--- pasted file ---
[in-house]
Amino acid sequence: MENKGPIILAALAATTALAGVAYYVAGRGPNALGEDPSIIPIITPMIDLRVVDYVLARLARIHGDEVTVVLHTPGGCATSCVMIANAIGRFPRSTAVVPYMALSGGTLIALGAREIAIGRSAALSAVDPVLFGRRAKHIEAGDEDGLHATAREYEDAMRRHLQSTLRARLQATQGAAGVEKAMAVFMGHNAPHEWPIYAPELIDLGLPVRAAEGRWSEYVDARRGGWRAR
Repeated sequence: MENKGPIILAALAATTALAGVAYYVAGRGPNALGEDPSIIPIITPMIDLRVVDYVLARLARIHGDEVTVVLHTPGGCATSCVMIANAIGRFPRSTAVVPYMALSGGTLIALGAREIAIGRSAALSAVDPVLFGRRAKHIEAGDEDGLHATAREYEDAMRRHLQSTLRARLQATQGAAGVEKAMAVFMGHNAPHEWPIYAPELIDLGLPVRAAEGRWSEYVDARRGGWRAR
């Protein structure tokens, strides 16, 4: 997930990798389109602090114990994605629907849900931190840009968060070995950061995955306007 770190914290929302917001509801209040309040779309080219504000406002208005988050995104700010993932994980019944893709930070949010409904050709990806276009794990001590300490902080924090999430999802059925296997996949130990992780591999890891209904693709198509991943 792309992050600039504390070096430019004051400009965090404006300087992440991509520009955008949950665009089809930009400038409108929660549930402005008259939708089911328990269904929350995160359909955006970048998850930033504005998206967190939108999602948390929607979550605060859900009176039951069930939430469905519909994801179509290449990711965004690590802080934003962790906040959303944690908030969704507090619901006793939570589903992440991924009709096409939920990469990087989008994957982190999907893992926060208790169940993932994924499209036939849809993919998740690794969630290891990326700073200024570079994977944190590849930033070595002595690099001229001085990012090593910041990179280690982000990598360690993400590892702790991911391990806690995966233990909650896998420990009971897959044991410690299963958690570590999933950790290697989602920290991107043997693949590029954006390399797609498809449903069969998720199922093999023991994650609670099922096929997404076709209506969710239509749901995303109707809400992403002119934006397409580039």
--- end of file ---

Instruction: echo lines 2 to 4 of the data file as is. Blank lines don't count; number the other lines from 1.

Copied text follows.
Amino acid sequence: MENKGPIILAALAATTALAGVAYYVAGRGPNALGEDPSIIPIITPMIDLRVVDYVLARLARIHGDEVTVVLHTPGGCATSCVMIANAIGRFPRSTAVVPYMALSGGTLIALGAREIAIGRSAALSAVDPVLFGRRAKHIEAGDEDGLHATAREYEDAMRRHLQSTLRARLQATQGAAGVEKAMAVFMGHNAPHEWPIYAPELIDLGLPVRAAEGRWSEYVDARRGGWRAR
Repeated sequence: MENKGPIILAALAATTALAGVAYYVAGRGPNALGEDPSIIPIITPMIDLRVVDYVLARLARIHGDEVTVVLHTPGGCATSCVMIANAIGRFPRSTAVVPYMALSGGTLIALGAREIAIGRSAALSAVDPVLFGRRAKHIEAGDEDGLHATAREYEDAMRRHLQSTLRARLQATQGAAGVEKAMAVFMGHNAPHEWPIYAPELIDLGLPVRAAEGRWSEYVDARRGGWRAR
């Protein structure tokens, strides 16, 4: 997930990798389109602090114990994605629907849900931190840009968060070995950061995955306007 770190914290929302917001509801209040309040779309080219504000406002208005988050995104700010993932994980019944893709930070949010409904050709990806276009794990001590300490902080924090999430999802059925296997996949130990992780591999890891209904693709198509991943 792309992050600039504390070096430019004051400009965090404006300087992440991509520009955008949950665009089809930009400038409108929660549930402005008259939708089911328990269904929350995160359909955006970048998850930033504005998206967190939108999602948390929607979550605060859900009176039951069930939430469905519909994801179509290449990711965004690590802080934003962790906040959303944690908030969704507090619901006793939570589903992440991924009709096409939920990469990087989008994957982190999907893992926060208790169940993932994924499209036939849809993919998740690794969630290891990326700073200024570079994977944190590849930033070595002595690099001229001085990012090593910041990179280690982000990598360690993400590892702790991911391990806690995966233990909650896998420990009971897959044991410690299963958690570590999933950790290697989602920290991107043997693949590029954006390399797609498809449903069969998720199922093999023991994650609670099922096929997404076709209506969710239509749901995303109707809400992403002119934006397409580039």